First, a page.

AOC Agon Pro AG344UXM: price and availability

The AOC Agon Pro AG344UXM is available to buy now, and it'll cost you around  £1,430 in the UK or $1,150 in the US – though check the widgets embedded on this page for the latest up-to-date pricing. If you're doing your shopping in the UK, you can currently go and pick up the AOC monitor from retailers including Amazon and Box.

AOC Agon Pro AG344UXM review: design and setup

AOC Agon Pro AG344UXM ultrawide monitor from the back

(Image credit: Future)

The Agon Pro AG344UXM is a big and relatively chunky beast as far as monitors go. You won't need a screwdriver because the base connects to the stand with a thumbscrew and the stand slots into the monitor itself, but you might need a friend to help you get everything set up and positioned. This is a monitor that measures 816 x 598 x 400mm when fully assembled, and it weighs in at a hefty 17.7kg.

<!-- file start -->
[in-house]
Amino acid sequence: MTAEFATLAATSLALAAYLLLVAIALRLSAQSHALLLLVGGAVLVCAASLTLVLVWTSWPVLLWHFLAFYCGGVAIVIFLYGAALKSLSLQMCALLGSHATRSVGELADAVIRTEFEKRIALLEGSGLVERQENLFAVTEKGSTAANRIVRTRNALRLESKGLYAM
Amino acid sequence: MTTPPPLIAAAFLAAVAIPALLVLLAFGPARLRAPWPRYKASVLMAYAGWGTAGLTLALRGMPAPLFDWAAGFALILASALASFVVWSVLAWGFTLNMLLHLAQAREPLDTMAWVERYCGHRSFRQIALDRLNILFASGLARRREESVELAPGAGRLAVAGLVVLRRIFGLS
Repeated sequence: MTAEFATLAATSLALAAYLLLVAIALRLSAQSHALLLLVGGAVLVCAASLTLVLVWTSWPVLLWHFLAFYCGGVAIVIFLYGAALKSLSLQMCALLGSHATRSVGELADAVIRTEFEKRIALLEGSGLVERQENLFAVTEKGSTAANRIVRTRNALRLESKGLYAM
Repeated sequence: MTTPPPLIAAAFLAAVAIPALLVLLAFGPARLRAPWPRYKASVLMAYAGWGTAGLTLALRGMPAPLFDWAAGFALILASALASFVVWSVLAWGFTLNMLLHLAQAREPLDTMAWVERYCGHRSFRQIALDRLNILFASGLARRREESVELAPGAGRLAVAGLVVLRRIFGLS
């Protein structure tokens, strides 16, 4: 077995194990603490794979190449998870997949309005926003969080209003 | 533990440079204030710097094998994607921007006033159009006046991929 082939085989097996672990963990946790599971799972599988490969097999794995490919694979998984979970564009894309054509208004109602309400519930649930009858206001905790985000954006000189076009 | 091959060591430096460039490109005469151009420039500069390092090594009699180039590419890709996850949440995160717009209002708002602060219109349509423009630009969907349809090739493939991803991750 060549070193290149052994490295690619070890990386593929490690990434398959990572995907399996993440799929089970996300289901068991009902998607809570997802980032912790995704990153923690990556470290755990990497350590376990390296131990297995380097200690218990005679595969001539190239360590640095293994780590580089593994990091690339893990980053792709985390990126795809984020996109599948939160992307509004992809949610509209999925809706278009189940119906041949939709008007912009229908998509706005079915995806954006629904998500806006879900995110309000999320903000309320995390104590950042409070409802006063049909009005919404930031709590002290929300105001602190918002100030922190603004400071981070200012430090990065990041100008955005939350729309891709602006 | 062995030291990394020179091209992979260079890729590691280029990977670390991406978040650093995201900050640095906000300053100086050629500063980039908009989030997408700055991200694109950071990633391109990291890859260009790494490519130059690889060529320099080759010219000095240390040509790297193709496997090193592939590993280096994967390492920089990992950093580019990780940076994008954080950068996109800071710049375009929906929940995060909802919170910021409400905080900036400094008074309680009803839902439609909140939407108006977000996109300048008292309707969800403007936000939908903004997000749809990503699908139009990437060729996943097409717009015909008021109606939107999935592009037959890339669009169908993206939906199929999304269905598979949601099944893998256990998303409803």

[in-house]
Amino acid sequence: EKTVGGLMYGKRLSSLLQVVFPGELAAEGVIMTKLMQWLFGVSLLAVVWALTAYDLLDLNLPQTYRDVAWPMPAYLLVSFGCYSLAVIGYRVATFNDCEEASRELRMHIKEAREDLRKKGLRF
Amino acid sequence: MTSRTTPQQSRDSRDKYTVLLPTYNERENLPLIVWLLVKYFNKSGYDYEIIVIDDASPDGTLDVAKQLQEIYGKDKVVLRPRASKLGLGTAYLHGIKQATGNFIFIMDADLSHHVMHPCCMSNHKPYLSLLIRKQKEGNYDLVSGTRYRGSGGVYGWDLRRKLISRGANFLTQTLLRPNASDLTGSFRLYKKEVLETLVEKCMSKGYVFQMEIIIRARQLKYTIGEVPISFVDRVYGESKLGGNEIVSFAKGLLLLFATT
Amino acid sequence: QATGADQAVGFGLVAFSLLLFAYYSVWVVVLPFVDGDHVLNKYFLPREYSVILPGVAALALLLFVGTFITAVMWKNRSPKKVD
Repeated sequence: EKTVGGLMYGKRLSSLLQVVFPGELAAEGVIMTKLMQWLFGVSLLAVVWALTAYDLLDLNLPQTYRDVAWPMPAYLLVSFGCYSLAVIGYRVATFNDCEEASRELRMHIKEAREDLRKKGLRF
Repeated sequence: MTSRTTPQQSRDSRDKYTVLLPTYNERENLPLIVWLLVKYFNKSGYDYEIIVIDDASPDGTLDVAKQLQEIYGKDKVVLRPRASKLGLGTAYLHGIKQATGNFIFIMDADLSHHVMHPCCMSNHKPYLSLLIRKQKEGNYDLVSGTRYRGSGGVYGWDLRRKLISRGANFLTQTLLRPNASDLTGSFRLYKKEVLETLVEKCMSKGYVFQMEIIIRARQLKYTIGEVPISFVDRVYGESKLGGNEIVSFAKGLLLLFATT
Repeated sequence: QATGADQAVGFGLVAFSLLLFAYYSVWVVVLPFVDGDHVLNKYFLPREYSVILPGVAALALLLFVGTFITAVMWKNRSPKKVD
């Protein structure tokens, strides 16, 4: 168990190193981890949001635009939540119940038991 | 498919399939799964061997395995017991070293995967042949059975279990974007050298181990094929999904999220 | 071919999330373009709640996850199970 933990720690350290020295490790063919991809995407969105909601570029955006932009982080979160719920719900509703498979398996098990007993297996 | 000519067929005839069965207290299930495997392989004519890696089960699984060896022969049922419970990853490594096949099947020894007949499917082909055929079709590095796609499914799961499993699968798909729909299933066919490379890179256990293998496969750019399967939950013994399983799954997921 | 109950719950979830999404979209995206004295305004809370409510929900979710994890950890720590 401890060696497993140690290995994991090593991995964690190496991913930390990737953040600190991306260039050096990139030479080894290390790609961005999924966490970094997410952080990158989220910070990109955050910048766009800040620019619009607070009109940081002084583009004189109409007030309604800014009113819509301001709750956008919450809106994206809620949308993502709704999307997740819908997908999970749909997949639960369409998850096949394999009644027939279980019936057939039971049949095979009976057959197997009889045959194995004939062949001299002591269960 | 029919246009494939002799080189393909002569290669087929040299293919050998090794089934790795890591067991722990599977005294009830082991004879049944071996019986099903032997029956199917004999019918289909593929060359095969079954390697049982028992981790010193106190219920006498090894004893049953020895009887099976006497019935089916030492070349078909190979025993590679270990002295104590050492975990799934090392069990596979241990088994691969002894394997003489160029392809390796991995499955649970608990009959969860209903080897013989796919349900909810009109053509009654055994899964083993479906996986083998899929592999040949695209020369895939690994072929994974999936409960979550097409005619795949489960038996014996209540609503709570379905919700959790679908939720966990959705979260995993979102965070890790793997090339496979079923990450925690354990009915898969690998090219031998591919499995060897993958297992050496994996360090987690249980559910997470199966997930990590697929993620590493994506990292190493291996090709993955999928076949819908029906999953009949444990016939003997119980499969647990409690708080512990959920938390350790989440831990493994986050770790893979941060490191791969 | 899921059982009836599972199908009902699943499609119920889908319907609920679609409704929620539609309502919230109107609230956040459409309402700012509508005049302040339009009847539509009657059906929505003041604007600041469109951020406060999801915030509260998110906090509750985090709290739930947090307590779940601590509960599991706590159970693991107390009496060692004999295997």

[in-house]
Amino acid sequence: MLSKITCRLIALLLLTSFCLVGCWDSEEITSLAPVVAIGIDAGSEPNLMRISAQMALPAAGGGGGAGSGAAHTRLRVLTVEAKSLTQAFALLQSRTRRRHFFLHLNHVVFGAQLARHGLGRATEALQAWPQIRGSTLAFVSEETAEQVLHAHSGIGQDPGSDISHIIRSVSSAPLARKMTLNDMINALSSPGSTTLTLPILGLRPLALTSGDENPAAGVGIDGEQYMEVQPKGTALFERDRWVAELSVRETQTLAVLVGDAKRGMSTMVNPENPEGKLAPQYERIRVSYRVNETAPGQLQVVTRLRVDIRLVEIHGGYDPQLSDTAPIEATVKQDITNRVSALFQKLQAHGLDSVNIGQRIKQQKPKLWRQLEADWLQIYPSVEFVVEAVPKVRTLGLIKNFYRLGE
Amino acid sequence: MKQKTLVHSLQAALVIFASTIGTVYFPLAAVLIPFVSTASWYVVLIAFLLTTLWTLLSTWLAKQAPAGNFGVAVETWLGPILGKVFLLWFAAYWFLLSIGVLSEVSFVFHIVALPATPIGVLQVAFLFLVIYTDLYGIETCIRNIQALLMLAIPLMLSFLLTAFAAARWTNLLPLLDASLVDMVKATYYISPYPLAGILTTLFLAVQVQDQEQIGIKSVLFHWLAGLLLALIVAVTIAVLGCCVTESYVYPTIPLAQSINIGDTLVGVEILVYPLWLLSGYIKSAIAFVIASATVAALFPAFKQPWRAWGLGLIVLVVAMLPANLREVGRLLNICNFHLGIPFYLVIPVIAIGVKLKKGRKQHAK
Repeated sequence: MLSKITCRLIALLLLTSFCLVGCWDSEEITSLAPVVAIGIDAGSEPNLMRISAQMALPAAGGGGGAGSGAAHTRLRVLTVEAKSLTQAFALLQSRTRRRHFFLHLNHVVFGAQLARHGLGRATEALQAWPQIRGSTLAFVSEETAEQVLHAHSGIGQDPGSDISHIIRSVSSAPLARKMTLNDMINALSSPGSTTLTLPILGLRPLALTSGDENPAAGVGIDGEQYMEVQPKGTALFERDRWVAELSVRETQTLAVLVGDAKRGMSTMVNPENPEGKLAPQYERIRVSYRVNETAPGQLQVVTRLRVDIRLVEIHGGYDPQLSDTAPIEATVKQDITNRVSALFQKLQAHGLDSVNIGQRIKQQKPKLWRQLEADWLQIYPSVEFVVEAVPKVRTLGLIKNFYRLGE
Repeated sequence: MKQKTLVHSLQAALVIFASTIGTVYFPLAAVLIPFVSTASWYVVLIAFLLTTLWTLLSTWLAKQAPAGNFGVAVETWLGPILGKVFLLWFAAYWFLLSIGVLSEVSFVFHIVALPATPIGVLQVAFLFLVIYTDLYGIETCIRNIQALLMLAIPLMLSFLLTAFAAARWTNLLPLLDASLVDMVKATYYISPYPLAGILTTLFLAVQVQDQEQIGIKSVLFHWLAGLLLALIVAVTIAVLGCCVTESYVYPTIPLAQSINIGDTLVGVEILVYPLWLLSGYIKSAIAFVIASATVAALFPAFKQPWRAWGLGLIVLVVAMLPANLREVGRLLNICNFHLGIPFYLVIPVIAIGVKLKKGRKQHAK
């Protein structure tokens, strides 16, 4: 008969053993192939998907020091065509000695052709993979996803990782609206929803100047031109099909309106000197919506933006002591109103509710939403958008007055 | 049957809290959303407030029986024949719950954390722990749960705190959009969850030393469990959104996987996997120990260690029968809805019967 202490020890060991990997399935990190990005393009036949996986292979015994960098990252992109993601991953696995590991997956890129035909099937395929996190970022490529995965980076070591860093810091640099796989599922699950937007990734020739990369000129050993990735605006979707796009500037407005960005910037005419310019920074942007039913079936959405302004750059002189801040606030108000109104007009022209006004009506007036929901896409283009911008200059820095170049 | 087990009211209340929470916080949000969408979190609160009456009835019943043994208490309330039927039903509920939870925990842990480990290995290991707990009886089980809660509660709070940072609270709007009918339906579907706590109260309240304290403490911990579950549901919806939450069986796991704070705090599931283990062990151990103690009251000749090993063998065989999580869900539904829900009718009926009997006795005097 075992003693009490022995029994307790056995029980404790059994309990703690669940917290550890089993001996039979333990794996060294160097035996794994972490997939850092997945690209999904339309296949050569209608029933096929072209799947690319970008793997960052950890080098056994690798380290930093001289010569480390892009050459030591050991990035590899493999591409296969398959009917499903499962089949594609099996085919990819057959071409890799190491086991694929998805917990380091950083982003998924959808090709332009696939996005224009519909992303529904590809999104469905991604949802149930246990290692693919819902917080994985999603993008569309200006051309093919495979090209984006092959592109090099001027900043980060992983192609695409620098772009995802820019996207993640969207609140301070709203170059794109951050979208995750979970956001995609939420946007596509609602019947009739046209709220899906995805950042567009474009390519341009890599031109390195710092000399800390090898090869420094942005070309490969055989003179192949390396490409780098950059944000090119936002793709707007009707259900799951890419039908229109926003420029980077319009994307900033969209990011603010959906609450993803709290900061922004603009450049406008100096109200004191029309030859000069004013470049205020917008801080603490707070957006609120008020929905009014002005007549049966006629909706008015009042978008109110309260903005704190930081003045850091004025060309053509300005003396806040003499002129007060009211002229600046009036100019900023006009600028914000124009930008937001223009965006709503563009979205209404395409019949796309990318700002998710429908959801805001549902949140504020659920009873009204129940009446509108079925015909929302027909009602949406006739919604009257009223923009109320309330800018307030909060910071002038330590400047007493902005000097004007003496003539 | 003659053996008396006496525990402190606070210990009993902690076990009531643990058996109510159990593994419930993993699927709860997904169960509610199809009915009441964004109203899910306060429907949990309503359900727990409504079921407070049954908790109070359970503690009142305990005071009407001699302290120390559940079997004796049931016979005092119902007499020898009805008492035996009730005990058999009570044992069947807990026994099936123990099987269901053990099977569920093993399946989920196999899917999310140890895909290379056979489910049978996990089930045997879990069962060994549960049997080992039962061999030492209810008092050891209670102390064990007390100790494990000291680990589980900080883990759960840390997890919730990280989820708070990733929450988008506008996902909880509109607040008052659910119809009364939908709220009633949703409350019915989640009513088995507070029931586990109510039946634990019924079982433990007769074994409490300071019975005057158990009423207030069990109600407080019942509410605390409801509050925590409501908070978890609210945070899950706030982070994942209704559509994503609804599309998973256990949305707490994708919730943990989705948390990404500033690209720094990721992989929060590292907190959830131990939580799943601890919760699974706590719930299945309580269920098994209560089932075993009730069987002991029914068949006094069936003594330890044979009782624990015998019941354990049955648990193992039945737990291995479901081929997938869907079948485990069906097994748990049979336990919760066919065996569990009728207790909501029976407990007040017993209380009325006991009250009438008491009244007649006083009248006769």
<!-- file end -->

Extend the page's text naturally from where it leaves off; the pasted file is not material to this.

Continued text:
As for the overall aesthetics, there's nothing hugely inspiring here: there are some red accents on the stand and back casing, a few strips of customisable lighting on the rear, and a projection of the Agon logo near the base in red lighting (which you can turn off if you want). In general, though, it's all rather angular and plastic – the thick bottom bezel doesn't look the greatest, but the bezels on the other three sides are pleasingly thin.

What we do like about the design of this monitor are the connectivity options that are included: two HDMI 2.1 ports, one DisplayPort 1.4 port, and a USB-C 3.2 port, plus USB hub functionality (courtesy of four USB-A ports). There's also a picture-by-picture mode that lets you view two inputs as well, plus a Keyboard Video Mouse (KVM) feature so you can swap the same monitor, keyboard and mouse between more than one PC.